Annie - kudos to the church ladies! If I know the Women's Institute, they'd disqualify anyone who tried that in their baking contests. (The smug skinny lady, Gillian McKeith, used to call herself "Dr" until someone discovered she'd bought the title from an online 'college' and actually had no proper nutritional qualifications at all. Which makes perfect sense.)

Odd thing: I've personally known three people with gluten problems, one of them a family member, and people who HAVE to avoid certain foods seem to prefer to just eat other stuff rather than try concocting any kind of 'fake' version. I honestly think the fakery of the slimming recipes is a form of self-torture more than any honest attempt at food substitution. The rubber brownies you get from trying to substitute mashed banana for the fat (yes, guilty!) are so not the real thing.

Anniee451 said...

I hate to ask but what the hell did they serve instead of turkey? I had a beautiful turkey this past year - yes it had fat deposits, which made it all that much more delicious. (They are from a local, family-operated, free-range farm - poor guys live a happy life and are killed humanely.) We chopped up sage, rosemary, thyme and so forth, blended it with butter, hardened it in the fridge and then stuffed the butter under the skin - end result? Moist as hell, flavorful turkey. And turkey ain't bad for ya.

Harriet said...

Ooh. Brown stuff that tastes like ass. TMI. :-)

Annie, Gah! What a story!

I have a friend who makes an incredible flourless chocolate cake. Gluten-free. She brought it to our house recently and everyone ignored my flour-filled dessert in favor of her cake. It was delish.

Anonymous said...

Oo, yuck, don't remind me of those WW fake foods. Guilty! I remember one of my mainstays, the faux "apple pie." Aspartame (which is one of the most commonly used WW dessert ingredients, IMO), apple slices, oats, and faux butter. Yeeeesh! And I used to think that was good? It sounds so disgusting, now.

I think one of my guiltiest memories was how I used to *relish* metal-flavored sugar-free Breyer's Neapolitan. I used to think, "Oh, how smart am I, I can eat this stuff all day and never gain weight!" Interestingly, back then I used to get migraines every week or so. When I stopped eating the metal-flavored, sugar-substituted ice-cream, the migraines went away. Coincidence? :p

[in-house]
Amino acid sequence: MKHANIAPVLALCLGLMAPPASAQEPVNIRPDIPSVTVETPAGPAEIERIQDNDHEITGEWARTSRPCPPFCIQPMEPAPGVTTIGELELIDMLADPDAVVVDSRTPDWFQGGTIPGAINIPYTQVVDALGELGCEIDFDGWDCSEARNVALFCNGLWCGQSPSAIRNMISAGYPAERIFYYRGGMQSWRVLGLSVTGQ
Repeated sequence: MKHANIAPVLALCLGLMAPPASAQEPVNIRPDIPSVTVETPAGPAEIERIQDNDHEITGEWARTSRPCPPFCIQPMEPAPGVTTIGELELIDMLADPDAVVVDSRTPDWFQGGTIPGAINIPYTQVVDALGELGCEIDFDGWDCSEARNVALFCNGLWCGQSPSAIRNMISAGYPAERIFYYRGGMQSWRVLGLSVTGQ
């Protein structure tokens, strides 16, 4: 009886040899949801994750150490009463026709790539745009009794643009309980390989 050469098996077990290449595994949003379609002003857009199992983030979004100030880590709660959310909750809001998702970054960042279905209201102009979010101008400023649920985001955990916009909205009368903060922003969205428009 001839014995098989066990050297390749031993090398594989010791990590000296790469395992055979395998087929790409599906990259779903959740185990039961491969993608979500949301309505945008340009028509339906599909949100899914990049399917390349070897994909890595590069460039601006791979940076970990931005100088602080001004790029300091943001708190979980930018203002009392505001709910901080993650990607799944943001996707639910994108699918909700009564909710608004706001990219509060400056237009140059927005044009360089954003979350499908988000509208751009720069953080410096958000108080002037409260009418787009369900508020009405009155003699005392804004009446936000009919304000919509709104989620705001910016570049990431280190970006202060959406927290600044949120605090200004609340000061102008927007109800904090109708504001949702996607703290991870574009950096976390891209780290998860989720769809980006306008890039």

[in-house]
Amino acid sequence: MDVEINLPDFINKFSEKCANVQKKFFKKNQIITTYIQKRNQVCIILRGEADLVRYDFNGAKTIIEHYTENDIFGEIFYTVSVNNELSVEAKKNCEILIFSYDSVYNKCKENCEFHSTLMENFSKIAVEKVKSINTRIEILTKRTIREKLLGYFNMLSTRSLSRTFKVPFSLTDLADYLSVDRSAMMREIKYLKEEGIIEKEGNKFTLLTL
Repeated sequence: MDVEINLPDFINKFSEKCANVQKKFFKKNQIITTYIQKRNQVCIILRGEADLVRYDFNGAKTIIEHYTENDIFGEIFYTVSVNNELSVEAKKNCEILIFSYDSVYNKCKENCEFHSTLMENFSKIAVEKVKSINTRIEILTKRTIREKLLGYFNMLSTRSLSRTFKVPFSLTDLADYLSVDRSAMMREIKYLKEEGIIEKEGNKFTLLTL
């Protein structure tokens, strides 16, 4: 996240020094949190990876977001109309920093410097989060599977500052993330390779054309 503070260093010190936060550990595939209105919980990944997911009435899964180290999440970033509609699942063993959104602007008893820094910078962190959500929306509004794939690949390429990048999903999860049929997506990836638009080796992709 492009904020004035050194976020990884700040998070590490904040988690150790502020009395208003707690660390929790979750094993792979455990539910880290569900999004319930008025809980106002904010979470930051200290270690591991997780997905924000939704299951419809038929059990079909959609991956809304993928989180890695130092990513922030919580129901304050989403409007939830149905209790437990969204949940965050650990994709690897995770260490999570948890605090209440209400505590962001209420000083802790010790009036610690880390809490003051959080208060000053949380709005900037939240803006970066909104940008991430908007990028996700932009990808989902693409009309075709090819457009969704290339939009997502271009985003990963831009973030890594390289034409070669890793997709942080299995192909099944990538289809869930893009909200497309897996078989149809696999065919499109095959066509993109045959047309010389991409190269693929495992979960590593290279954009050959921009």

Annie, what a story! And I agree, mashed cauliflower might be good (sounds good, if it's seasoned right), but it is *not* mashed potatoes. Don't people realized that faking reality in such a manner is psychologically unhealthy? That living in a fantasy-land of faux food is, well, really neurotic?

(I'm of course not referencing gluten-free/etc foods for people with allergies and so forth)

Anonymous said...

One thing I wish people who made "fake" desserts knew about or cared about: some people get migraines from ingesting aspartame. I am one of them. I can always tell when someone has "tricked" me with a sugar-free dessert, because not only does it taste wrong, but I feel like Hell the next day. (And even a small amount - like the bite or two I eat before I realize "wait this is fake" is enough to do it)

And the so-called "sugar alcohols" (including Splenda) cause gastric disturbances in some people. Including me, yay! So all my dieting friends, in the name of being "healthy," wind up kind of poisoning me. It's gotten so I won't eat stuff at some people's houses.

The whole "fake foods" thing bugs me.

BESIDES: I refuse to walk around starving myself and eating poor substitutes for real food when I might get hit by a bus tomorrow. Sure, we can do health-enhancing things, but life is uncertain enough that I don't want to gamble that I might live a five extra years (five extra years in a nursing home?) by never enjoying chocolate, or real apple pie, or the occasional grilled cheese.

Anne said...

This post reminds me of my hate/hate (not love/hate) relationship with WasaCrisp.

It makes me think about all the times I was doing Diet Center(or Weight Watchers or any of those things) and "regular" bread was off limits but I could have this horrbile, cardbord-ish crunchy sh*t called "WasaCrisp". I still see it in the grocery stores today sometimes, and it still turns my stomach. Not only because of the taste (which is dreadful), but also because of what it represents to me and the period of my life that it comes from.

I do know people who swear that it's fabulous with cream cheese and pepper jelly on it. It probably is ... just about anything would be good with cream cheese and pepper jelly on it!

But even when I encounter it like that at a cocktail party, just the smell of it makes me gag. I can't help but think about all the times that I choked down dry pieces of it -- because of course Diet Center didn't let you put anything on it -- and tried to convince myself that it was just as good as regular bread and that I was so virtuous for making that substitution.

And guess what? I lost weight. And guess what else? I was miserable, and eating-disordered, and I gained all that weight back and then some.

So I will eat a Wheat Thin, and I will eat a Triscuit, and I will even buy the low-fat versions of those because they don't really taste that different to me.

But I will be DAMNED if a piece of WasaCrisp will ever pass my lips again.

Anonymous said...

"But I will be DAMNED if a piece of WasaCrisp will ever pass my lips again."

Great! More for me!

(I actually LIKE the various WASA crackers - probably partly because I have no bad dieting history with them. I never tried substituting them for anything else - I look at them as "crunchy high fiber grainy tasting crackers that are easy to throw in my lunch kit first thing in the morning" and they work for me. They are also good with butter on them but I don't like having to find a place to refrigerate my lunch kit.)

It's funny how one person's "will not eat, ever" is another's "I really enjoy this."

Anonymous said...